Probably the biggest takeaway I got from Carmichaels book 'time crunched cyclist' was where he says it is critical to drink a 24oz carb/energy drink within the 90 minutes prior to your race, I always do that and it really seems to help me. There's nothing special about racing where that principle only works with racing, -maybe try that prior to your next ride? Also, minimizing alcohol starting 2 days prior to your ride, and minimizing caffeine prior to the ride are both good.
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  19. #19
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    Quote Originally Posted by chazpat View Post
    I keep my Camelbak bladder in my beer fridge in the basement with my bikes and have never had a problem with mold, etc and never wash it. Also never, ever anything but water in it. I was thinking last year about throwing on a bottle holder so I could carry some electrolyte drink on rides and may do that this year, depending on the heat.
    Ditto. Keep mine in the freezer and never wash it. I usually put in an electrolyte/carb mix at half strength. Very effective.

  20. #20
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    I guess everyone is different. I can drink a liter, sometimes two if I'm thirsty, before a ride. No problems with stomach issues. If I couldn't pre-hydrate like that I can imagine I'd need to carry quite a bit of water.

    I can actually make about 2 hours of hard riding without drinking water before I become uncomfortable. I'm sure I'm a little dehydrated at that point, but as long as the ride is over I don't mind. It also beats wizzing in the woods two or three times while sweating like crazy from the effort and getting attacked by bugs. And don't get me started on the poison plants.

    I do wear a hydration pack, and I have for decades. For one thing it holds my self rescue/repair stuff. On hot days I shove a water bottle in it. Typically I just leave it in there, but I can stop if needed. The bladder, and its first replacement are long gone. I really mostly like to have the water in case of a breakdown that drastically extends my woods time. In recent years I almost always give it away to a kid who wasn't properly hydrated at the start of a ride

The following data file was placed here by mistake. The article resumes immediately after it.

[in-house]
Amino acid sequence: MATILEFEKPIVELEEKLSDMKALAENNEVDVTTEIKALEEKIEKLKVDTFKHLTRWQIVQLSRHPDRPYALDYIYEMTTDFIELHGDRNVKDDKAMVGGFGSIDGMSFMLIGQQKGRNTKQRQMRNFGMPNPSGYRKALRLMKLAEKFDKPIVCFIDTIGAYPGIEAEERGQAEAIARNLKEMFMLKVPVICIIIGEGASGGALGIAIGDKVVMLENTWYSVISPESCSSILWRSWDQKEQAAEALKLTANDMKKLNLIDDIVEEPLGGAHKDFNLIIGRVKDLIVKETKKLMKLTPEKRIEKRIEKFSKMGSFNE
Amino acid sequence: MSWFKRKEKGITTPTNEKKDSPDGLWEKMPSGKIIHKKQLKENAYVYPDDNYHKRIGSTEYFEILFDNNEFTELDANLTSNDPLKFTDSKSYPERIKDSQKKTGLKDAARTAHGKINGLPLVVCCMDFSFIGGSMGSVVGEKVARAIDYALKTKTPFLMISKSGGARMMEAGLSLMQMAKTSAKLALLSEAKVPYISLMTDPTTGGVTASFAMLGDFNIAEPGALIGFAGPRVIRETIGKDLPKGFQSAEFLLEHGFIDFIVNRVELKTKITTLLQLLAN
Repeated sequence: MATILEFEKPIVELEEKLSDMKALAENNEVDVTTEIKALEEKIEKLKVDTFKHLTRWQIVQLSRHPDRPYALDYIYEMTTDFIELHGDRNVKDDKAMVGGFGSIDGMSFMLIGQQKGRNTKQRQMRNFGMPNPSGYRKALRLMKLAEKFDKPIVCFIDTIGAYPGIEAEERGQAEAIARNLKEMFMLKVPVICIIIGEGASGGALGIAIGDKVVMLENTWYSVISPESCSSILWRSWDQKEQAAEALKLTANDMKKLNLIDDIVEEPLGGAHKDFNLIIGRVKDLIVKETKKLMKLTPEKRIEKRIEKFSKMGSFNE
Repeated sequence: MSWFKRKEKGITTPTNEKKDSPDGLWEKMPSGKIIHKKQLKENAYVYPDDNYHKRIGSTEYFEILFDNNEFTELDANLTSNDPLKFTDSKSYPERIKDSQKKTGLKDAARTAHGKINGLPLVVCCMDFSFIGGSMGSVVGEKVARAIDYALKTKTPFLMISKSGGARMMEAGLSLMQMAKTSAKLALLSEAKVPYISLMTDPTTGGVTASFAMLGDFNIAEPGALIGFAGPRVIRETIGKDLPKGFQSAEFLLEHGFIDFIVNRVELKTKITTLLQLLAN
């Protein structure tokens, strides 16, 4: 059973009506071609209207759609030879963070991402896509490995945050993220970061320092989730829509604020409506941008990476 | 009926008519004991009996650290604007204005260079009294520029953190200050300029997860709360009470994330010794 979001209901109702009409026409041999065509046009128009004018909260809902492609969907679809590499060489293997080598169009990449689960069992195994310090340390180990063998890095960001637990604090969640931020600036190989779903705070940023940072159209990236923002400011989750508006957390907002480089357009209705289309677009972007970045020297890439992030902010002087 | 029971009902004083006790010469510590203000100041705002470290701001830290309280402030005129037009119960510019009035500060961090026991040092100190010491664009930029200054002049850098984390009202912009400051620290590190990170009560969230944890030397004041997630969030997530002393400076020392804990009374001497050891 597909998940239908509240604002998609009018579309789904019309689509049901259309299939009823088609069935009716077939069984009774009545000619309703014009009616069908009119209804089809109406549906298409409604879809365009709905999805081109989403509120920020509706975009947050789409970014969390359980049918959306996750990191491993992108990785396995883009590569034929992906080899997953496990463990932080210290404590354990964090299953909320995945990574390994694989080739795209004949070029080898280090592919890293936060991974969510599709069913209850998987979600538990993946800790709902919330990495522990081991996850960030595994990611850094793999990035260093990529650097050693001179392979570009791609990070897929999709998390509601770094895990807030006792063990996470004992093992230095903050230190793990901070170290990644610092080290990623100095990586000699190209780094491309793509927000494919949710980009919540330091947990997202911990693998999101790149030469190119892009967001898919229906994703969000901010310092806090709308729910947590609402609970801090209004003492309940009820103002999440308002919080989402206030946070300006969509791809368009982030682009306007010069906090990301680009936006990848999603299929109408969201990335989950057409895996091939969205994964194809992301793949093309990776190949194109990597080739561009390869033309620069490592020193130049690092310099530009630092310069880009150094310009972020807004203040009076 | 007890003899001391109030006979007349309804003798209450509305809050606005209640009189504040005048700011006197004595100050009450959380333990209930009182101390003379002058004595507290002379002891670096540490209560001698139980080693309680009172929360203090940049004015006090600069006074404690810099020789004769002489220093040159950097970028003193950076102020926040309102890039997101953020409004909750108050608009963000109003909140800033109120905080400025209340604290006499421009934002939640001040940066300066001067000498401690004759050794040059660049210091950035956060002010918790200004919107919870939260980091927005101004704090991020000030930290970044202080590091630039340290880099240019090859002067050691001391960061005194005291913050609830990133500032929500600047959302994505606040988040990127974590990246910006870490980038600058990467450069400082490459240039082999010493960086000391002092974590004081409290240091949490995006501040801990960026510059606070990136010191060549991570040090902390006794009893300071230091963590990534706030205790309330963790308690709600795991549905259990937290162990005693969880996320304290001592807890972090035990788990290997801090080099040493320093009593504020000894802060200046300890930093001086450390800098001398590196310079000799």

As far as the weighing thing. It really doesn't work for me. If you weigh before you pre-hydrate it only works if you were properly hydrated to begin with. Your body should loose some weight from properly hydrated when you have a big sweaty effort. If you weigh after you pre-hydrate then of course you are going to loose a kg. Isn't that what the extra water is for? Trying to drink enough to keep even weight has me over hydrating on the ride. Adding multiple additional bathroom stops while sweating while I'm not feeling thirsty tells me I'm overdoing it.

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    "and minimizing caffeine prior to the ride..." I've some recent studies that show caffeine before a ride is a good thing.

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    "Also, minimizing alcohol starting 2 days prior to your ride, and minimizing caffeine prior to the ride are both good. "

    I'd never get out and ride! Ha!

    My hydration in the summers:
    Ride 1.25 hours or less on home trails (5 min from door): water bottle with water, chain breaker/power link, allen set in pocket
    Ride 1-4 hours anywhere: Osprey 14, 2-3 litres of water (never anything else in it), tools and emergency stuff, probably a bottle of some electrolyte/sugar mix (for sure pushing 3+ hours)

  23. #23
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    Just turned 50 this year. Live in the flatlands of the Midwest so deal with humidity a lot in the summer. Most rides are 1-2 hours long. Generally use a Camelback on all my rides, if not entirely for hydration purposes.

    Used to carry a frame mount tire pump but had a couple get buggered up during rides so now I carry one in my 3L Camelback. Also typically carry gels, snacks and flashlights in my pack too.

    Started noticing last year how the backpack style hydro packs were making my neck and upper back sore on the longer rides. Bought a Camelback Palos waist hydro pack to relieve stress on my upper back. Works okay for shorter rides although I canít fit my pump inside or on it. I do carry CO2 inflator in it so guess Iím somewhat covered for flats.

    I used to carry 2 bottles on my hardtail but the pack was so much easier to drink from on the move. And since my FS bike has no room for bottles inside the front triangle anyway Iíve been all hydro pack for a couple years.

    I rarely prehydrate and never seem to drink all my water during a ride. This thread is making me think I need to focus a lot more on hydration in general. Never full on bonked during a ride but as I get older I worry more about the consequences.